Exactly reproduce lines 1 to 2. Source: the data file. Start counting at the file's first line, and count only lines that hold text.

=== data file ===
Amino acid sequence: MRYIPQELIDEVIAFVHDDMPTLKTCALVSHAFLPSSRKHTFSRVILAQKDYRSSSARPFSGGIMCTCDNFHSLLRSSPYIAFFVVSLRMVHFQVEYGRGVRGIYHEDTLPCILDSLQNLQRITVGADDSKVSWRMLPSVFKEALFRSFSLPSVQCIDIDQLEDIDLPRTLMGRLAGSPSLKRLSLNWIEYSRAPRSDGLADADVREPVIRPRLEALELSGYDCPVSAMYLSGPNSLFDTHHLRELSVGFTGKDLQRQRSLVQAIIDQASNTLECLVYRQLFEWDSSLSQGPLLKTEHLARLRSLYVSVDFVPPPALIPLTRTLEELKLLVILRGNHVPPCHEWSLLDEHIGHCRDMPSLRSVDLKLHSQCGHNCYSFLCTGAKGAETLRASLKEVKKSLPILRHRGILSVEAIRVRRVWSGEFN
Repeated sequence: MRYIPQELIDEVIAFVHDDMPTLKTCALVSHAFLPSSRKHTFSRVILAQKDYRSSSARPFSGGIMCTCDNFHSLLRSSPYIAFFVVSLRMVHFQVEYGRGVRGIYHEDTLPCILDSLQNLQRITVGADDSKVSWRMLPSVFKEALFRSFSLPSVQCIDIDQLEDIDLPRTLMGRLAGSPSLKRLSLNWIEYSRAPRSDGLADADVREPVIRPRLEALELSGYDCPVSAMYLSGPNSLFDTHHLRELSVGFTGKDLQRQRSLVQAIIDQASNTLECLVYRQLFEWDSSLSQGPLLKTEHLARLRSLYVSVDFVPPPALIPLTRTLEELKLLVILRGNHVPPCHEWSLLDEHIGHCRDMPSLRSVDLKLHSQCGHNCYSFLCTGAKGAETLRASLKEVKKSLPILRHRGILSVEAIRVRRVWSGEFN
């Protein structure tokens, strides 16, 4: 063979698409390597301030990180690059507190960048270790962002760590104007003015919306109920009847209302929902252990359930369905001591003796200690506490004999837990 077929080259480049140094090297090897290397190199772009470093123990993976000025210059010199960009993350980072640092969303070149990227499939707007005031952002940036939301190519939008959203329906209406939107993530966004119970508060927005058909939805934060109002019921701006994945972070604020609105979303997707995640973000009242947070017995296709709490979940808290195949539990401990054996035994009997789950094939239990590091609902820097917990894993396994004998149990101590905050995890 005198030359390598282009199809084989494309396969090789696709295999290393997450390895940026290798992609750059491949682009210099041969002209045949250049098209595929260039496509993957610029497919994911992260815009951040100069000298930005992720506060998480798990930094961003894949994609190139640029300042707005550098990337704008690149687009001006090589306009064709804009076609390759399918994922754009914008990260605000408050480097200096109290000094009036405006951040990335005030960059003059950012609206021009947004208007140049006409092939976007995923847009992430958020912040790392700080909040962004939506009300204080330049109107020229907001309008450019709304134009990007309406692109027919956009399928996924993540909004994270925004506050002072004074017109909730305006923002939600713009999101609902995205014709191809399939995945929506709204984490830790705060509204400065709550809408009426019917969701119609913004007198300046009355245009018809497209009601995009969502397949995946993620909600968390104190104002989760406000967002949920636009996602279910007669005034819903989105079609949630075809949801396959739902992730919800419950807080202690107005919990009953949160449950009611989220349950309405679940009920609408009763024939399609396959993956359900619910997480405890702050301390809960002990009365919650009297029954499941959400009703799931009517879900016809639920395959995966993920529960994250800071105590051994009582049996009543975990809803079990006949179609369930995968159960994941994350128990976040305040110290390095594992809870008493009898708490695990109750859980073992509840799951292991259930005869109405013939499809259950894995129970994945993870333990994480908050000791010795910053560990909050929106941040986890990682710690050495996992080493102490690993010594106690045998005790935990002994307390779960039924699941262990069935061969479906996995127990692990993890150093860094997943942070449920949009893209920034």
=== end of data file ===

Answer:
Amino acid sequence: MRYIPQELIDEVIAFVHDDMPTLKTCALVSHAFLPSSRKHTFSRVILAQKDYRSSSARPFSGGIMCTCDNFHSLLRSSPYIAFFVVSLRMVHFQVEYGRGVRGIYHEDTLPCILDSLQNLQRITVGADDSKVSWRMLPSVFKEALFRSFSLPSVQCIDIDQLEDIDLPRTLMGRLAGSPSLKRLSLNWIEYSRAPRSDGLADADVREPVIRPRLEALELSGYDCPVSAMYLSGPNSLFDTHHLRELSVGFTGKDLQRQRSLVQAIIDQASNTLECLVYRQLFEWDSSLSQGPLLKTEHLARLRSLYVSVDFVPPPALIPLTRTLEELKLLVILRGNHVPPCHEWSLLDEHIGHCRDMPSLRSVDLKLHSQCGHNCYSFLCTGAKGAETLRASLKEVKKSLPILRHRGILSVEAIRVRRVWSGEFN
Repeated sequence: MRYIPQELIDEVIAFVHDDMPTLKTCALVSHAFLPSSRKHTFSRVILAQKDYRSSSARPFSGGIMCTCDNFHSLLRSSPYIAFFVVSLRMVHFQVEYGRGVRGIYHEDTLPCILDSLQNLQRITVGADDSKVSWRMLPSVFKEALFRSFSLPSVQCIDIDQLEDIDLPRTLMGRLAGSPSLKRLSLNWIEYSRAPRSDGLADADVREPVIRPRLEALELSGYDCPVSAMYLSGPNSLFDTHHLRELSVGFTGKDLQRQRSLVQAIIDQASNTLECLVYRQLFEWDSSLSQGPLLKTEHLARLRSLYVSVDFVPPPALIPLTRTLEELKLLVILRGNHVPPCHEWSLLDEHIGHCRDMPSLRSVDLKLHSQCGHNCYSFLCTGAKGAETLRASLKEVKKSLPILRHRGILSVEAIRVRRVWSGEFN